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March 12, 2013 > Legendary Husky coach mourned

Legendary Husky coach mourned

An icon of high school sports in Fremont died March 5, 2013 at age 80. Jim Ingram, head football coach of the Washington High School football program followed another legend, Bill Walsh, leading the Huskies from 1960-1975 and again from 1979-2002. He leaves an impressive record of 12 Mission Valley Athletic League titles, 230 wins and was instrumental in shaping high school football in Fremont and, on a deeper level, profoundly influenced the lives of thousands of players and students in his four decades of coaching and education.

Following a college career as a two-way lineman with Humboldt State, Jim Ingram began coaching Washington High School's football team in 1960 and, after a hiatus in the mid-'70s, returned to the position he loved in 1979. Ingram remained as the Huskies coach until his retirement after the 2002 season.

Ingram was honored Oct. 18, 2009 at Tak Fudenna Stadium where he had reigned since its construction in the early 1970s; a bronze bust of him was recently installed in front of the fieldhouse that bears his name. The idea of honoring the Fremont icon originated with one of Ingram's greatest rivals and friends, John F. Kennedy High School icon, retired Coach Pete Michaletos.

Coach Ingram - known as "Coach I" to all who played for him or otherwise knew him will be remembered fondly. At the ceremony in 2009, Retired Army Colonel Chuck Wittebort (class of '61) who played on Ingram's first team, admitted that the team wasn't sure what to make of their new coach at the time. After all, the team had been successful under Coach I's predecessor, a guy named Bill Walsh. Yes, that Bill Walsh.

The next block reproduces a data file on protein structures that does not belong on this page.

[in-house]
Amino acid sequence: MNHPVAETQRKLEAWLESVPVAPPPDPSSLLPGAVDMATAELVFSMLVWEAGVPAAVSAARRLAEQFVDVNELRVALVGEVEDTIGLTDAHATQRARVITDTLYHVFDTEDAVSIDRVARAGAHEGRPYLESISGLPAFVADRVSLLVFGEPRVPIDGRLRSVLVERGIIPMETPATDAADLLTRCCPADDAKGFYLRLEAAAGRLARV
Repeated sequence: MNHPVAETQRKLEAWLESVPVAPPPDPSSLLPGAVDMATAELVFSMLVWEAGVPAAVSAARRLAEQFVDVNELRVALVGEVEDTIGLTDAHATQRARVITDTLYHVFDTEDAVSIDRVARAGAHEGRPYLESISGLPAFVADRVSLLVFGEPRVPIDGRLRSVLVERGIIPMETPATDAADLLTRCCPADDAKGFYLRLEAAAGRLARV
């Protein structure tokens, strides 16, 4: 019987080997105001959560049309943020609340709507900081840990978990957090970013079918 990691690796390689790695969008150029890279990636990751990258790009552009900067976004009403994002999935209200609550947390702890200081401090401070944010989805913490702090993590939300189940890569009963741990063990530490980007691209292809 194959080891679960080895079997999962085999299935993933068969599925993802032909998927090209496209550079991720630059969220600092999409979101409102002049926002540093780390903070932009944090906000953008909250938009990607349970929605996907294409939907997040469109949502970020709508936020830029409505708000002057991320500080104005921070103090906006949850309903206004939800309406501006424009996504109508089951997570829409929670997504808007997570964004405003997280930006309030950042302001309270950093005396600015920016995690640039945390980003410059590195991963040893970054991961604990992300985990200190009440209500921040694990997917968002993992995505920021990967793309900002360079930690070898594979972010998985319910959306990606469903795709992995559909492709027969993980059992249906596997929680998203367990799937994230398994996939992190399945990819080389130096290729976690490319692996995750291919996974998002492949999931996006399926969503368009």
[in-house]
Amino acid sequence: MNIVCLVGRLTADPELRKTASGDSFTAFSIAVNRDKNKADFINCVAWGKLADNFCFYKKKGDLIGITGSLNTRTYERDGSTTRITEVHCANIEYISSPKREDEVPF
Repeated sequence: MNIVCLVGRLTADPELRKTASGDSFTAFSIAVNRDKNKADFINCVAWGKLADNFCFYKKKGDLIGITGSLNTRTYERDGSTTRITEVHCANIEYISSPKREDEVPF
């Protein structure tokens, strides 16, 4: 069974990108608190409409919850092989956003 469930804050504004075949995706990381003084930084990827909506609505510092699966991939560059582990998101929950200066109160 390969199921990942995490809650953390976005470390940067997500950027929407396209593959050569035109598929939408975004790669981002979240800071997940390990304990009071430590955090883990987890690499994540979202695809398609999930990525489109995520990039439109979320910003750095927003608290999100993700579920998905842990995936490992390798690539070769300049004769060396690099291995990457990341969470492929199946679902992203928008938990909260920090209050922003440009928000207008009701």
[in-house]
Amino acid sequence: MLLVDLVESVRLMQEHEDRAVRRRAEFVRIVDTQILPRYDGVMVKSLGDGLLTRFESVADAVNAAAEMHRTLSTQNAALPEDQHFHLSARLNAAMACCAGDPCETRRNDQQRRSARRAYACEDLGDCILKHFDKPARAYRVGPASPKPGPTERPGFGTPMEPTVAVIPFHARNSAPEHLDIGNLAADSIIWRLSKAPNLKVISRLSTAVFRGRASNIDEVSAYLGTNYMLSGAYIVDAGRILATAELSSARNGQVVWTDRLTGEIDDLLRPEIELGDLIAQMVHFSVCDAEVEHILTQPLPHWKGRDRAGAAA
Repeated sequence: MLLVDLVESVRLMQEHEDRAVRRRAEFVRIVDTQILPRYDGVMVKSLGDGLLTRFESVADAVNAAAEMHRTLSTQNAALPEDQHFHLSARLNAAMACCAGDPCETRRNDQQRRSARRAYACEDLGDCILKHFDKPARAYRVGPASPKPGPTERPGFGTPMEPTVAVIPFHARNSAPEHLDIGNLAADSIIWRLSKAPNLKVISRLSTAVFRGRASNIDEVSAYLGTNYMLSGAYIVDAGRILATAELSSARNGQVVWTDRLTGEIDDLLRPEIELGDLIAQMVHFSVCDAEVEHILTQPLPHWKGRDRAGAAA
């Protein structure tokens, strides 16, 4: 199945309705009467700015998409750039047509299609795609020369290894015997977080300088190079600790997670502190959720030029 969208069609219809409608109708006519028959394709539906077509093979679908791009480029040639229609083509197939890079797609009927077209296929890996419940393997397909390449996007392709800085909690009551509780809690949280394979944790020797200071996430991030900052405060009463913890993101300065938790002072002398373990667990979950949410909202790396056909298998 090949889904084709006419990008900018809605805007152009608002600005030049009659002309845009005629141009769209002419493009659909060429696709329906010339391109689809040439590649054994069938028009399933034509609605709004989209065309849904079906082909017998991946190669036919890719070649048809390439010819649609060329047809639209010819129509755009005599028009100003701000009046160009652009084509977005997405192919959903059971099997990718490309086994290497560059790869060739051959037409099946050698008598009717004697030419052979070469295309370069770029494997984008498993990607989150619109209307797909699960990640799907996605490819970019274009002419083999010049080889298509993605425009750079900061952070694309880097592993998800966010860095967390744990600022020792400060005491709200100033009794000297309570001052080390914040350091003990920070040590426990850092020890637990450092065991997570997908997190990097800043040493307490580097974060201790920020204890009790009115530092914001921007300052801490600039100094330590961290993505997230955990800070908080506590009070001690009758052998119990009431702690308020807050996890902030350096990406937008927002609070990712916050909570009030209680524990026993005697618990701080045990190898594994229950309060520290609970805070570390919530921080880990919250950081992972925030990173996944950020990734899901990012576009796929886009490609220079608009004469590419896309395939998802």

"We thought he might be just another guy who thought he could coach," remembered Wittebort. "But Coach Ingram was just as serious about winning as Coach Walsh."

Wittebort summed up Ingram's coaching philosophy, which was echoed numerous times during the day: "Success was built around the team, not the individual; there were no prima donnas."

Leonard Fudenna, a member of the 1967 and '68 undefeated Husky teams, recalled the combative spirit Coach I instilled in his team. "He loved a good fight," said Fudenna, "even if we lost the fight."

1980 alum Arnie Mozzetti was on the '79 team summed up his comments, "To be a Husky was to be part of a special breed."

Aaron Ingram ('91), the coach's grandson, played for Coach I and became a coach himself. He called his grandfather "a great communicator, a teacher who is always teaching," and thanked the coach for preparing him for life.

Lyle West ('95), who played college ball at Chabot and San Jose State and was drafted by the New York Giants, primarily a special teams player on the 2000 Giants team that went to the Super Bowl. "There's an energy that Coach had that made people who'd never played football want to play for Coach I," said West.

Coach I summarized his feelings on that day, saying, "I think I found a fit in Washington." Scrutinizing the first draft of the bust which would finally be installed just weeks before his death, Coach Ingram commented, "He needs a haircut."

Editor's Note:
Excerpts from Tri-City Voice archives, October 28, 2009 ( or

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